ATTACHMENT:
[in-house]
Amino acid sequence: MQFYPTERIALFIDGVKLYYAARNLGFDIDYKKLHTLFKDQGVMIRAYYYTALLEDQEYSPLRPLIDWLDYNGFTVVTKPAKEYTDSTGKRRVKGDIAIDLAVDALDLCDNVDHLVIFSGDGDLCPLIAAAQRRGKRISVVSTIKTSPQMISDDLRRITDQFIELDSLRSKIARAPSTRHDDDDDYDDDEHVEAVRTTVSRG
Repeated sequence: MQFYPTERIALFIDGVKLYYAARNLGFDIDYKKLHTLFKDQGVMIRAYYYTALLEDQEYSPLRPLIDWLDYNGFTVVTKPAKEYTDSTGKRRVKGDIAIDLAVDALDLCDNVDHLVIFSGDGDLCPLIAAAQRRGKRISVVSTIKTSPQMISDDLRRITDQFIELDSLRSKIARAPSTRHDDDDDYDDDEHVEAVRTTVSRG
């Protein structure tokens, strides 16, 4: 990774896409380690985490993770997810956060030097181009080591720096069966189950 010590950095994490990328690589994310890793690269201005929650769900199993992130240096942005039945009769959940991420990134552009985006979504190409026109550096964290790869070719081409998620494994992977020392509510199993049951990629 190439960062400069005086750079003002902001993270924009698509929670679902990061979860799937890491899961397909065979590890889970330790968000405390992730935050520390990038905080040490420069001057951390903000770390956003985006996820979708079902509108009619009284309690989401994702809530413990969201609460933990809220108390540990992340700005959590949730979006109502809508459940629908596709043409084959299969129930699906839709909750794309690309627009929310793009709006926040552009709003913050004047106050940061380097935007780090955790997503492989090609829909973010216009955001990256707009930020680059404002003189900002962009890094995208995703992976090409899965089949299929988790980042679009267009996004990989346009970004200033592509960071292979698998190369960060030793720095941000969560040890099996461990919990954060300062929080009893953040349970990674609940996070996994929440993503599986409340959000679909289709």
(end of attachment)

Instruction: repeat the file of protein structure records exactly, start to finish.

[in-house]
Amino acid sequence: MQFYPTERIALFIDGVKLYYAARNLGFDIDYKKLHTLFKDQGVMIRAYYYTALLEDQEYSPLRPLIDWLDYNGFTVVTKPAKEYTDSTGKRRVKGDIAIDLAVDALDLCDNVDHLVIFSGDGDLCPLIAAAQRRGKRISVVSTIKTSPQMISDDLRRITDQFIELDSLRSKIARAPSTRHDDDDDYDDDEHVEAVRTTVSRG
Repeated sequence: MQFYPTERIALFIDGVKLYYAARNLGFDIDYKKLHTLFKDQGVMIRAYYYTALLEDQEYSPLRPLIDWLDYNGFTVVTKPAKEYTDSTGKRRVKGDIAIDLAVDALDLCDNVDHLVIFSGDGDLCPLIAAAQRRGKRISVVSTIKTSPQMISDDLRRITDQFIELDSLRSKIARAPSTRHDDDDDYDDDEHVEAVRTTVSRG
């Protein structure tokens, strides 16, 4: 990774896409380690985490993770997810956060030097181009080591720096069966189950 010590950095994490990328690589994310890793690269201005929650769900199993992130240096942005039945009769959940991420990134552009985006979504190409026109550096964290790869070719081409998620494994992977020392509510199993049951990629 190439960062400069005086750079003002902001993270924009698509929670679902990061979860799937890491899961397909065979590890889970330790968000405390992730935050520390990038905080040490420069001057951390903000770390956003985006996820979708079902509108009619009284309690989401994702809530413990969201609460933990809220108390540990992340700005959590949730979006109502809508459940629908596709043409084959299969129930699906839709909750794309690309627009929310793009709006926040552009709003913050004047106050940061380097935007780090955790997503492989090609829909973010216009955001990256707009930020680059404002003189900002962009890094995208995703992976090409899965089949299929988790980042679009267009996004990989346009970004200033592509960071292979698998190369960060030793720095941000969560040890099996461990919990954060300062929080009893953040349970990674609940996070996994929440993503599986409340959000679909289709």